Let me give an example of one person who is potentially affected; that is, the Prime Minister. Mr Blair has a half pay prime ministerial pension plus his parliamentary pension. He is due, therefore, a pension of about £100,000 a year. The capital value of that provision is, by the Government's calculation, put at something like £2.5 million. As I understand it, if he registers that amount on April 2006, then there will be no extra tax to be paid. But if he continues to accrue after that he will be taxed at a marginal rate of 55 per cent. So he has a rather important decision to make.

I tried to get guidance from the Treasury on this but, sadly, the only advice I received from the Chancellor of the Exchequer was that it would save a great deal of unnecessary trouble if the Prime Minister was to retire before the new system came into being. So I would be grateful for the Minister's guidance on the position.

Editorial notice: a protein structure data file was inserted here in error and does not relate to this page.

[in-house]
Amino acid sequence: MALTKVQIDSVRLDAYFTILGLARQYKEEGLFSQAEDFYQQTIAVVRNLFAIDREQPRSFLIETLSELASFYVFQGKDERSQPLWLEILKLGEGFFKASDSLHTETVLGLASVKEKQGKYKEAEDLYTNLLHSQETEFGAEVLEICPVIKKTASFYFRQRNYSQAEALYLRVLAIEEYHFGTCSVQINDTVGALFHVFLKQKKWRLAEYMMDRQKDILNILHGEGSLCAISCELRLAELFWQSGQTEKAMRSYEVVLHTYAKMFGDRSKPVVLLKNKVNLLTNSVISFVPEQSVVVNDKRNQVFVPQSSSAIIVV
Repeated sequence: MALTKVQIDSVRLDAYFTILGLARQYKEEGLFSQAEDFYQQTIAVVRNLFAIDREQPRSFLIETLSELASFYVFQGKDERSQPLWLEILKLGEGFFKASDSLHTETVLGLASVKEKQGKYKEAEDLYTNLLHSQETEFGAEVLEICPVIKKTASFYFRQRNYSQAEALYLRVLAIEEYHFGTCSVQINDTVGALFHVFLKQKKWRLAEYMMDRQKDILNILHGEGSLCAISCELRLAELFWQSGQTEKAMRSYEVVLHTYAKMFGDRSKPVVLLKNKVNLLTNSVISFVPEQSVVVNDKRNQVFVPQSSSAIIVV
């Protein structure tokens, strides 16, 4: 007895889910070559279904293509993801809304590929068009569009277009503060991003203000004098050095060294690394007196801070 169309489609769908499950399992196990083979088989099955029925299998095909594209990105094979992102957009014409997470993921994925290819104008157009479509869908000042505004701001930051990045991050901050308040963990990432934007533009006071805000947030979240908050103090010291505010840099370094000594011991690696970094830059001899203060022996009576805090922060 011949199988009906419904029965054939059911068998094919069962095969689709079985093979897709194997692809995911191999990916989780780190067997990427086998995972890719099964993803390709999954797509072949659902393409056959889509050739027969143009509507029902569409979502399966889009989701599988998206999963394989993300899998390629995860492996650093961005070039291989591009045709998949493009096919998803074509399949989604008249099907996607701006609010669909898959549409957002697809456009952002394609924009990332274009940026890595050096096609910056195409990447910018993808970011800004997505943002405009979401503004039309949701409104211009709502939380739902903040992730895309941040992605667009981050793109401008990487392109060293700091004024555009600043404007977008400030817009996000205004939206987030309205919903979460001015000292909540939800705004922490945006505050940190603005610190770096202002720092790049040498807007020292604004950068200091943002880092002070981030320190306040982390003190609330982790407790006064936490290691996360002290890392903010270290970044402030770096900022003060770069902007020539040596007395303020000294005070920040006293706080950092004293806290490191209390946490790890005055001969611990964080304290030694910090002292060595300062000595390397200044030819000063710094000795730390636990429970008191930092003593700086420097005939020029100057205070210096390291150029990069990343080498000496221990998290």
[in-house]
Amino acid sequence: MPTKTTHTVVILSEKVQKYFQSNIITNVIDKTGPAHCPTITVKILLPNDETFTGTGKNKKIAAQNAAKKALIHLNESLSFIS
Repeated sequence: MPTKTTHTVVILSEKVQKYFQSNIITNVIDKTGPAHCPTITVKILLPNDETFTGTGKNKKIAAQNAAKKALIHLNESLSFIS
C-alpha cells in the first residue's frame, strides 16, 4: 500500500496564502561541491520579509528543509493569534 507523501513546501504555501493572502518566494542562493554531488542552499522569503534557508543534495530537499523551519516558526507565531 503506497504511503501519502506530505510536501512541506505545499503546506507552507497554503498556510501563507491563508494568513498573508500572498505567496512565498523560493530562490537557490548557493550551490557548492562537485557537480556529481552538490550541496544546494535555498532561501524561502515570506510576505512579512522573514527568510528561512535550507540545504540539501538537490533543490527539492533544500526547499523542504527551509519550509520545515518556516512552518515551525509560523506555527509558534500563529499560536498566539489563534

There has been another development; a further change since last year. The Association of British Insurers is now measuring the public's view on pensions and pensions policy. I want to be fair to the Government because their position has improved. Whereas last year public trust in the Government's pensions policy stood at only 15 per cent, this year it has improved to 17 per cent of people who now proclaim themselves satisfied. If I may put it this way, the debate will therefore touch on the concerns of the other 83 per cent of the nation.

Quite seriously, there should be absolutely no doubt about the public concern that there is on pensions, particularly on occupational and personal pension provision. In 30 years of debating these issues, I cannot remember and have never seen concern greater than it is today—and with some cause. Only 19 per cent of employers now provide a final salary pension to new members; and 41 per cent of all companies operating final salary schemes have closed them to new members in the past 12 months. At the same time, personal savings are close to a record low. It is a dire position which all parties should want to improve.